Monthly Archives

February 2016

Guides
February 28, 2016

Which is better to work at, small companies or big companies?

I’ve worked at companies ranging from 3 guys in a converted garage to a global, publicly traded company with 65,000 employees and everywhere in between, and the honest truth is that there’s no right or wrong answer to this question. It depends on the company, the individual, and the match between the two. That said, there are some broad patterns that you should be aware of to make sure that you’re picking your moves carefully and don’t end up falling into the Zone Of Pain. What’s the Zone of Pain, you ask?? I’ll tell you in just a minute— but first, let’s get the basics out of the way... THE BIG DIFFERENCE: HOW MANY HATS YOU WILL WEAR In general, the main thing about big companies is that roles are much more rigidly defined. If you’re a graphic designer at a big company, all you will ever do is graphic…
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Reader questions
February 25, 2016

Read questions vol 4: Where can I get an internship that isn’t BORING?

Got a career, school, or business question? Ask it here! James asks: Hi Finn and Co. I am currently a bachelor in Corporate Finance & Accounting (2nd year) and I really am enjoying college. Currently I'm thinking about an internship but it seems the only ads I find are from these huge, "boring" corporations like P&G, Aon etc. How can I find a career path in a creative and less corporate environment? What are some of the best companies for internships? A couple things here… First of all, I would challenge your basic premise here that working for a big corporation is inherently boring or uncreative-- not true at all!! For example I have worked with P&G and they are one of the most innovative, smartest companies on the planet— I probably shouldn’t talk about the details, but I did some seriously crazy, fun, creative stuff for them (and those were…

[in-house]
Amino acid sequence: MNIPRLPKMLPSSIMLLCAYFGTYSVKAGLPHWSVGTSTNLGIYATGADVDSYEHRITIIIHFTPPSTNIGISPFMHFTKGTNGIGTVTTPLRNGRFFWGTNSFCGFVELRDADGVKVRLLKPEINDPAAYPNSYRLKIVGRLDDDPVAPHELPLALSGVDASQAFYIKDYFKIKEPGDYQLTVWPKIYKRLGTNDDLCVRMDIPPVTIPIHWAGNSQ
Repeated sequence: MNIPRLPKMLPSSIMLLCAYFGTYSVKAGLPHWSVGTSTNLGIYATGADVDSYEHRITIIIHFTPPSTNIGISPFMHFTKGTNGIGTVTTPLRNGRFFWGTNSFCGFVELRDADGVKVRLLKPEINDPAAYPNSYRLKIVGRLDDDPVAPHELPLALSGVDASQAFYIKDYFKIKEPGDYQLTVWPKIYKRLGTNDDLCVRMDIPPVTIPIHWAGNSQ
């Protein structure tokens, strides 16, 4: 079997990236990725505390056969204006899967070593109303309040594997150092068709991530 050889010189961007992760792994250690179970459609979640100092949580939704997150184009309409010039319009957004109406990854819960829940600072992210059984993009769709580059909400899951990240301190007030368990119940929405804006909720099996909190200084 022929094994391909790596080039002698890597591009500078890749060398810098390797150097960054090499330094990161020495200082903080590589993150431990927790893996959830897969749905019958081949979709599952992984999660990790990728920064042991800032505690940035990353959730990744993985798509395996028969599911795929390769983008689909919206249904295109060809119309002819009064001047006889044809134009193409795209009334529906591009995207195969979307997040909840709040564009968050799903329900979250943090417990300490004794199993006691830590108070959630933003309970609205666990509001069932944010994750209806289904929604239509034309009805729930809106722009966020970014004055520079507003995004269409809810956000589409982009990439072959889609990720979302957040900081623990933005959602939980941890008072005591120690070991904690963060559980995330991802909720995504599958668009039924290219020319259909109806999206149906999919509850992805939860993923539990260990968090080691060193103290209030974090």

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Guides
February 23, 2016

How to network without being a douchebag

I was in a bad spot about 15 years ago. I was a 22 year-old college dropout with a burning desire to make a living as a creative professional, but working 50-60 hours a week at a job I hated (a print shop). I was stuck because I couldn’t get anyone to take a chance on me: I had pretty good skills as a self-taught graphic designer, but without a degree or any real experience, I was really struggling to get anyone to give me the time of day. I knew that I would rock it if someone would just give me a chance, but I just couldn’t make it happen— I felt trapped in a life that I hated, and was getting increasingly scared that I’d never find a way out. That changed one day when someone I’d never met came in to the print shop. We had printed…
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Reader questions
February 18, 2016

Reader questions vol 3: How do I grow my apparel company?

Rui asks: Thanks for the input on how to start an apparel brand - I really identified with the steps you mentioned. Now that I've started mine, got some national-wide traction... how do I make it *click*? I want it to become my main job, other than a side-project. 1) Is it by getting distribution? Got any tips? 2) Is it by licensing the products? I feel like I'm over-protecting my brand by avoiding licensing to other countries where I won't know how many units they'll be producing, etc. What are the main guidelines for a licensing deal? Like I said in that post, apparel is a REALLY tough business and there’s no real magic bullet for making it “click” and unlocking growth. It takes TIME— a lot of brands that seem newish have actually been around for a long time: Supreme is 22 years old, Mishka is 13, Stussy is 36,…